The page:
She may be a semi-retired grandmother-of-five soon eligible to draw a state pension but Marie Semple shows no sign of slowing down.
The 55-year-old Army reservist, dubbed "Combat Granny", from Co Antrim, has spent weeks caring for wounded soldiers, Afghan civilians and even insurgents at the field hospital in Camp Bastion - one of the busiest trauma units in the world.
"I didn't think twice about coming out," she said. "I joined the TA late in life for the challenge and for the possibility of deploying somewhere. I felt I needed to do another tour of Afghanistan as an ending to my challenge of joining the Territorial Army. The whole idea of joining was to deploy but, I have certainly got my money's worth out of it."
Major Semple, who serves with 204 Field Hospital, signed up with the TA aged 43 and in 12 years has completed an operational tour of duty in Iraq in 2003 and was in Afghanistan during 2008. She added: "It is a different tour this time. This is a winter tour so it is quieter than 2008 which was a summer tour. The hospital has improved, everything has improved."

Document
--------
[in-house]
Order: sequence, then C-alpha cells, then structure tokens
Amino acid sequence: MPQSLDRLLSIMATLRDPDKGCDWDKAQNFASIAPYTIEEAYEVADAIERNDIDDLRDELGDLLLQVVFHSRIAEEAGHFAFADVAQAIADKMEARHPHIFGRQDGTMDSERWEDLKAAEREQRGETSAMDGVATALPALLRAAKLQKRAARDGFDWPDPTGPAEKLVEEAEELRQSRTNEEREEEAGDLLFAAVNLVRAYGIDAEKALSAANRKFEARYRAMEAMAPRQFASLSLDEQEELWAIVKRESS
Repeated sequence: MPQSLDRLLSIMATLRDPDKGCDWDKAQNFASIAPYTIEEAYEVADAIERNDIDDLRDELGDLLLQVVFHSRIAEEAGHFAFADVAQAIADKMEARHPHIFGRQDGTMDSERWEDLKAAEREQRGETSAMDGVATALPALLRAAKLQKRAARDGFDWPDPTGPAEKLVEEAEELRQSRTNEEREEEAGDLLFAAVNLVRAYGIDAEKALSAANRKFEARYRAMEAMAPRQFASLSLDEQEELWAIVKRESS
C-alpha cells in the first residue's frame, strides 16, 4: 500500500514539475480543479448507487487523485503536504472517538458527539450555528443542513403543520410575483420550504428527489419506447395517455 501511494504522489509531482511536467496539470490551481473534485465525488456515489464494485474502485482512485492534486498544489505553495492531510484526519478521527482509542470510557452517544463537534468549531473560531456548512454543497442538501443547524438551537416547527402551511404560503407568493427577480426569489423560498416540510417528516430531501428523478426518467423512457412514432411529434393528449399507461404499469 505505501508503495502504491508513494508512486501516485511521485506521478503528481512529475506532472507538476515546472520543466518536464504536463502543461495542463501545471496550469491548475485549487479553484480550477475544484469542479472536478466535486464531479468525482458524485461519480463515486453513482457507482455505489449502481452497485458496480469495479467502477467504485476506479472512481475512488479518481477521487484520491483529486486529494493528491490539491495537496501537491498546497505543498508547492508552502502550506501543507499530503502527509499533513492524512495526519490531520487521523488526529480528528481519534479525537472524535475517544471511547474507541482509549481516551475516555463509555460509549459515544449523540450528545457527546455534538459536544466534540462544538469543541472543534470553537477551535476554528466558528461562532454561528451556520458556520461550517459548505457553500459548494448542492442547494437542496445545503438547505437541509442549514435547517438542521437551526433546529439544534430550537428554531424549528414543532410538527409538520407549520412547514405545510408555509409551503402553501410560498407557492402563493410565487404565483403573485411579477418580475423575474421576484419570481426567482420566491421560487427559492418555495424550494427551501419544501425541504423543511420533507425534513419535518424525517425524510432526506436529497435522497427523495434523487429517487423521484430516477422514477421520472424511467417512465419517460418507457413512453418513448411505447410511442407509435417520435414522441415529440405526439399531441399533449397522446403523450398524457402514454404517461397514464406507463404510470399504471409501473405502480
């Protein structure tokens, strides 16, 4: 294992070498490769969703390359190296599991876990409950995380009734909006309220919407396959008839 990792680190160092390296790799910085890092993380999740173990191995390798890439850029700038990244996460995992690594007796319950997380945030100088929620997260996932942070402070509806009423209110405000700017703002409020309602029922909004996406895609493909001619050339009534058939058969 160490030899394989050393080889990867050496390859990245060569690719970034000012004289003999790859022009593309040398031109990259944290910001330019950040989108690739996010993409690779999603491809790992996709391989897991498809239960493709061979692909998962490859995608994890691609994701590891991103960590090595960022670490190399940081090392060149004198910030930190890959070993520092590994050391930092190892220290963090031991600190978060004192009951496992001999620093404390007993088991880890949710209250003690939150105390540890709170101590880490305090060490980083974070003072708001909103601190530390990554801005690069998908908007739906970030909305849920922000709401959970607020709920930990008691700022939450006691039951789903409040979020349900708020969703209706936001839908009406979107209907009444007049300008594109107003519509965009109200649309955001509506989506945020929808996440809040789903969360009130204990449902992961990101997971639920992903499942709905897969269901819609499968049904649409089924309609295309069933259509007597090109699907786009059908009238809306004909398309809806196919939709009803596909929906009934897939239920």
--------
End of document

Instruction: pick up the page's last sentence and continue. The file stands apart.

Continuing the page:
Major Semple, who works as an agency nurse in the community and at Antrim Area Hospital is one of two grandmothers working the wards at Camp Bastion. She said her grandchildren - four girls and one boy - are too young to fully understand exactly what her duty entails.
"I don't think they know the context of war as such," she said. "I told them I was going to Afghanistan; got them a map and explained what I was doing. I sent a picture home and my grandson said 'Oh granny is shooting bad people'. They don't understand that I am a nurse - I am not out there on the ground."
Shifts at the hospital are 12 hours long, six days a week. Major Semple gets Sunday morning off to attend a church service. And while her accommodation may be five-star in terms of combat quarters they are far from luxurious.
She said: "I have lived in worse. We cannot complain - I have a warm bed, warm accommodation, the food is great - I can't complain about anything. Everything we need is here - we have a gym, there are runs and there is plenty to do. But, at the end of the day there is no place like home.
Having trained at the Royal Victoria Hospital during the height of the Troubles in 1975 Major Semple is well used to dealing with conflict related trauma. "Thankfully we haven't seen so many children on this tour but, again you just do the best you can for them. As a grandmother it is hard but, you can't let it get to you, you would crack up if you thought like that."
She also accepts that treating insurgents - who are kept under guard behind screens within the wards - is just another part of her job. She said: "You just get on with it - treat everybody the same."